Weber’s “Euryanthe”: Two Excerpts from a “Grand Heroic-Romantic Opera”

Listen to the music of Carl Maria von Weber (1786-1826), and you will hear the seeds of Wagner.

A contemporary of Beethoven and Schubert, Weber was one of the great innovators at the dawn of the Romantic period.  In contrast to the prevailing Italian bel canto operas of Donizetti and Rossini, he developed a style of opera which was distinctly German. As music director in the opera houses of Prague and Dresden, Weber was influential in expanding the size of the orchestra. Perhaps as a result, he was one of the first conductors to use a baton. His approach to orchestration influenced Berlioz and others who followed. Throughout his music, distinct instrumental personas take on new dramatic significance. Debussy observed that the sound of Weber’s orchestra was “obtained through the scrutiny of the soul of each instrument.”

Weber’s interest in developing a Gesamtkunstwerk, or “total work of art,” predated Wagner. In 1816, Weber defined the concept as “an art work complete in itself, in which partial contributions of the related and collaborating arts blend together, disappear, and, in disappearing, somehow form a new world.”

For Weber, Gesamtkunstwerk remained an unrealized ideal. Yet Euryanthe, an 1823 work which the composer called his “Grand Heroic-Romantic Opera,” influenced Wagner in other ways. It was the first opera to develop the technique of leitmotif, in which a brief, recurring musical phrase becomes associated with a character, place, or idea. Additionally, Euryanthe is through-composed, in contrast with the recitative-aria model of earlier operas.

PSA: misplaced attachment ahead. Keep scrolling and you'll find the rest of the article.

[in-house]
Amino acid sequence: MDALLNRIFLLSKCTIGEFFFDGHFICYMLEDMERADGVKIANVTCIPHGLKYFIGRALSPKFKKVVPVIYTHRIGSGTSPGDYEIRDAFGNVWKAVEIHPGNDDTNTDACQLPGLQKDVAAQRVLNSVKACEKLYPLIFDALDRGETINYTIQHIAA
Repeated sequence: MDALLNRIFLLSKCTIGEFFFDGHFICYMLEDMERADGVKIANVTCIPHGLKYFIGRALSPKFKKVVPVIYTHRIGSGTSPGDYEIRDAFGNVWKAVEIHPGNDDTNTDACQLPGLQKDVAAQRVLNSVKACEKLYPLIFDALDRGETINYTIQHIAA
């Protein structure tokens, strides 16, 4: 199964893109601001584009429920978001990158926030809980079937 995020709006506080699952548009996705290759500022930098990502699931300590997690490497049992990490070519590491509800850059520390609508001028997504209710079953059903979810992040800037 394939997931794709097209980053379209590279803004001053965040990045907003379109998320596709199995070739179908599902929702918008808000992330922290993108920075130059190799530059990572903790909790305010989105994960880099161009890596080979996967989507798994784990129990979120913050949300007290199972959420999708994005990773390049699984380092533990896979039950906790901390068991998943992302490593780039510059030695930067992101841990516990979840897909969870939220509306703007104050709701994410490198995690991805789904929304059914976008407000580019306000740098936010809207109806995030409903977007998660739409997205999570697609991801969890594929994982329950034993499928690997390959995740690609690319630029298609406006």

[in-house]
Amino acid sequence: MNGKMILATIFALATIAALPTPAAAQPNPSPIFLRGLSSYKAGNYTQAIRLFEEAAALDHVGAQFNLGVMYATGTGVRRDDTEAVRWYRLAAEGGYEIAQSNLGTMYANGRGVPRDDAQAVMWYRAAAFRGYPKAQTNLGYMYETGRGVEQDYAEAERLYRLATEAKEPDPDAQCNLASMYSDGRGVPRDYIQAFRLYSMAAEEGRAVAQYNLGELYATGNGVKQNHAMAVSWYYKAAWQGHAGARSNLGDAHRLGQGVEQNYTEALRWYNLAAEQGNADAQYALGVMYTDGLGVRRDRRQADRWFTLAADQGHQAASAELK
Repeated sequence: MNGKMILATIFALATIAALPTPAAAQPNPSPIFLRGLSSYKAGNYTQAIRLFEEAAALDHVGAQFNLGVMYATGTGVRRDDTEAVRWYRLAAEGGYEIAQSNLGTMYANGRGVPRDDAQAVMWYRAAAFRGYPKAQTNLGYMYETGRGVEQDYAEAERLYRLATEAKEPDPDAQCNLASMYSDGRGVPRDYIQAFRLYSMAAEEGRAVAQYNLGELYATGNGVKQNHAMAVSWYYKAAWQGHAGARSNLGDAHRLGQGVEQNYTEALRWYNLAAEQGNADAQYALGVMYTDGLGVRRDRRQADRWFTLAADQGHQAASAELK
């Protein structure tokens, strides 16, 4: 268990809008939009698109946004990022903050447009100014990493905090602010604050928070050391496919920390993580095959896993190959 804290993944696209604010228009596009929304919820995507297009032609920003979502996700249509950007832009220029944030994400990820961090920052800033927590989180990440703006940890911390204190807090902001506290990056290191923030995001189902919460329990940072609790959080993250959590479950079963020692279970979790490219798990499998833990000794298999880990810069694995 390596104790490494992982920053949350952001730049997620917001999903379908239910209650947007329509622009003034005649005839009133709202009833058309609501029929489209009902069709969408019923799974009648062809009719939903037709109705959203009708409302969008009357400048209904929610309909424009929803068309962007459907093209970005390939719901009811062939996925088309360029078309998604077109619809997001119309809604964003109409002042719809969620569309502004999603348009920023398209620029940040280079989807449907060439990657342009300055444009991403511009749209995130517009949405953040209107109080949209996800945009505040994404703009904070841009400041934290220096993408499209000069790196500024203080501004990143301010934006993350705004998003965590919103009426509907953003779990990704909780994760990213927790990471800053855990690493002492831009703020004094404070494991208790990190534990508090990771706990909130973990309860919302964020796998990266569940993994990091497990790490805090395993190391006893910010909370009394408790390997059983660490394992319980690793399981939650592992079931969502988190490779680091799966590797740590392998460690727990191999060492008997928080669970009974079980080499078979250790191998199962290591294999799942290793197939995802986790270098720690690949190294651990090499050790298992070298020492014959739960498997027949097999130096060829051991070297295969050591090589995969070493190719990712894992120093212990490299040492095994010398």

Despite these innovations, Euryanthe was not a popular success. Its libretto was derided as clumsy, and its plot (based on a 13th century French romance) was overly fanciful. The opera’s length exceeded four hours.

The Overture is a brilliant orchestral showpiece which is heard frequently on concert programs. It features music which occurs later in the opera. The high-flying opening bars in E-flat major evoke the bold character of the story’s hero. A string chorale in the Overture’s middle section takes a ghostly turn.

This performance from 2012 features the Australian conductor, Daniel Smith, and the Frankfurt Radio Symphony Orchestra:

In the opening of Act II, Lysiart, Count of Forest, despairs because he has failed to win Euryanthe and, as a result, has lost a wager. He expresses his passion for her in the aria, Wo berg’ ich mich? The Finnish bass-baritone, Tom Krause, is accompanied by Marek Janowski and the Staatskapelle Dresden.


  • Weber: Euryanthe, Marek Janowski, Staatskapelle Dresden, Jessye Norman, Nicolai Gedda, Tom Krause Amazon

About Timothy Judd

A native of Upstate New York, Timothy Judd has been a member of the Richmond Symphony violin section since 2001. He is a graduate of the Eastman School of Music where he earned the degrees Bachelor of Music and Master of Music, studying with world renowned Ukrainian-American violinist Oleh Krysa.

The son of public school music educators, Timothy Judd began violin lessons at the age of four through Eastman’s Community Education Division. He was a student of Anastasia Jempelis, one of the earliest champions of the Suzuki method in the United States.

A passionate teacher, Mr. Judd has maintained a private violin studio in the Richmond area since 2002 and has been active coaching chamber music and numerous youth orchestra sectionals.

In his free time, Timothy Judd enjoys working out with Richmond’s popular SEAL Team Physical Training program.

Leave a Comment